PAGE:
Michael Kotch_004.jpg


Some believe that there is just one way of getting into compliance, and then you get locked in to one dimension. What are your thoughts?

There are always certain core aspects of your education and experience that are transferable. I believe that many of the skills you acquire throughout your career are transferrable from industry to industry. Take management as an example. Managing day-to-day business activities, managing people, managing budgets, managing customers, and managing products and services are processes that are common in all industries. Other examples include accounting, customer service, computer programming, data analysis, quality and process improvement, project management, and human resources. I highly recommend searching for the commonalities across industries (macro approach) and then focusing on the specifics of the industry (micro approach). In my case, law enforcement taught me organizational skills, compliance skills, management skills, people skills, and ethical skills. When I later transitioned into health care management, these skills, along with some additional education, provided the needed qualifications to unlock my new career. Reflecting back, I truly believe that if you decide to explore a change in your particular career path, and you develop the knowledge, skills, and abilities through education, training, and experience, you can successfully jump across industries. I also believe that with a little hard work and determination, anyone can be successful.   


Tell us a little about your career path?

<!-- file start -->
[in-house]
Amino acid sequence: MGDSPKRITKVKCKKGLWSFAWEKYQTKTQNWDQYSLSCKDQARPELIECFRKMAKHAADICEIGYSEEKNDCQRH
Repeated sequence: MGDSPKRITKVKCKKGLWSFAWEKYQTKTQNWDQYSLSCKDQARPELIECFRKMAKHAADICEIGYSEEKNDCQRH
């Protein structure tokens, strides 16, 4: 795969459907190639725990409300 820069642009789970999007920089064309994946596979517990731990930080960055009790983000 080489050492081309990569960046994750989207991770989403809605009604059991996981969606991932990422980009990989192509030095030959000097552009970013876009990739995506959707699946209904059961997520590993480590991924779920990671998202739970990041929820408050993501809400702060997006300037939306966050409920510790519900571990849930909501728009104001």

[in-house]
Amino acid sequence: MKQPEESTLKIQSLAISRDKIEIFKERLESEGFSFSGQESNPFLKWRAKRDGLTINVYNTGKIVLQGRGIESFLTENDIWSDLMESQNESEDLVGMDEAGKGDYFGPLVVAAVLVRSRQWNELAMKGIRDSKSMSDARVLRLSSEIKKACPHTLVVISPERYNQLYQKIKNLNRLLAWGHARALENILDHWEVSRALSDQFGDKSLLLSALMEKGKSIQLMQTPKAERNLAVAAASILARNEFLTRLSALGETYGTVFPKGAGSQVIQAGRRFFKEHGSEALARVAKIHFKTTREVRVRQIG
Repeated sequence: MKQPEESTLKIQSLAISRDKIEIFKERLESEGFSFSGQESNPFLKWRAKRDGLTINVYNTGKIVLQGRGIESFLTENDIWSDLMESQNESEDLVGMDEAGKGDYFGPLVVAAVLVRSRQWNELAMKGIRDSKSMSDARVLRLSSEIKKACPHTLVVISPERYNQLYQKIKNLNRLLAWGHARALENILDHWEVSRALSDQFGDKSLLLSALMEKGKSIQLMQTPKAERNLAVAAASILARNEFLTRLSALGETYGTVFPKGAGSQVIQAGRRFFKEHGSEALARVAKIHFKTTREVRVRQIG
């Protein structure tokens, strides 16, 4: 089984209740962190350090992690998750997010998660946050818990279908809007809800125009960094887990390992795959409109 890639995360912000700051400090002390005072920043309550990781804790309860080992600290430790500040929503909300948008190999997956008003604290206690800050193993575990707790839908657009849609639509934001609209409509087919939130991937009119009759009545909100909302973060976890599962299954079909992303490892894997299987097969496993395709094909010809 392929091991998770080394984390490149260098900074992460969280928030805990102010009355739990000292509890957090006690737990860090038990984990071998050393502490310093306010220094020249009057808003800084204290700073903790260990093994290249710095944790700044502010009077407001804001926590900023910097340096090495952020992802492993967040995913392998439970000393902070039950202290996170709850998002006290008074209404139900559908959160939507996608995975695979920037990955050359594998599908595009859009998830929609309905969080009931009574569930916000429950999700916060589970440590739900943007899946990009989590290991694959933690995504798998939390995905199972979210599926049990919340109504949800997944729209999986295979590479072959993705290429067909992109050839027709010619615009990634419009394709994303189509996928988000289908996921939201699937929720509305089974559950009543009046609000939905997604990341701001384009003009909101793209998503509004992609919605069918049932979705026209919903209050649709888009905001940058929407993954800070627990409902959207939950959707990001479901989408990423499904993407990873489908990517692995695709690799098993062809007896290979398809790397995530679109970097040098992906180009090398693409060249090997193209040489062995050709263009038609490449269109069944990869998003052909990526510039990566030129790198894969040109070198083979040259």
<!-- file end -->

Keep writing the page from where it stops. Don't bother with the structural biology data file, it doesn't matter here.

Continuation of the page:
I began college and like many others, was unsure of what my career path was going to be. I initially chose to study law enforcement and became a member of the college police department.  I later enlisted in the US Army Military Police Corps, and became a criminal investigator. As such, I dealt with black marketeering, smuggling, mail fraud, customs violations, international counter narcotics and counter terrorism, theft, bribery, and human trafficking. During this time, I saw more of the negative side of people and decided that I wanted something different. This motivated me to explore and eventually find a new career path. When I was discharged from active duty, I continued service in the Army Reserves, enrolled in the business administration/pre-law program at a university and joined ROTC. My first job out of college was a Second Lieutenant in the US Army Medical Services Corps. I received a great deal of training and experience just by being willing to take on new tasks, accepting risk,  and saying yes to opportunities when presented. Subsequently I progressed from the Administrative Officer at a small clinic to the Chief, Ambulatory Support Branch at a hospital, then to the Executive Officer of 6 integrated (medical, dental and behavioral) health clinics, followed by assignment as Company Commander of a 200-bed Combat Support Hospital. As my military career continued to progress, I attended additional training that prepared me for assignments with the Deputy Chief of Staff for Resource Management at the Headquarters, Health Services Command. My last assignment was as Health Services Comptroller at Keller Army Community Hospital serving the United States Military Academy at West Point. During this period I also was chosen to be the Assistant Inspector General for Health Affairs, where I became very focused on regulations, compliance issues, audits, compliant resolution and answering congressional inquiries.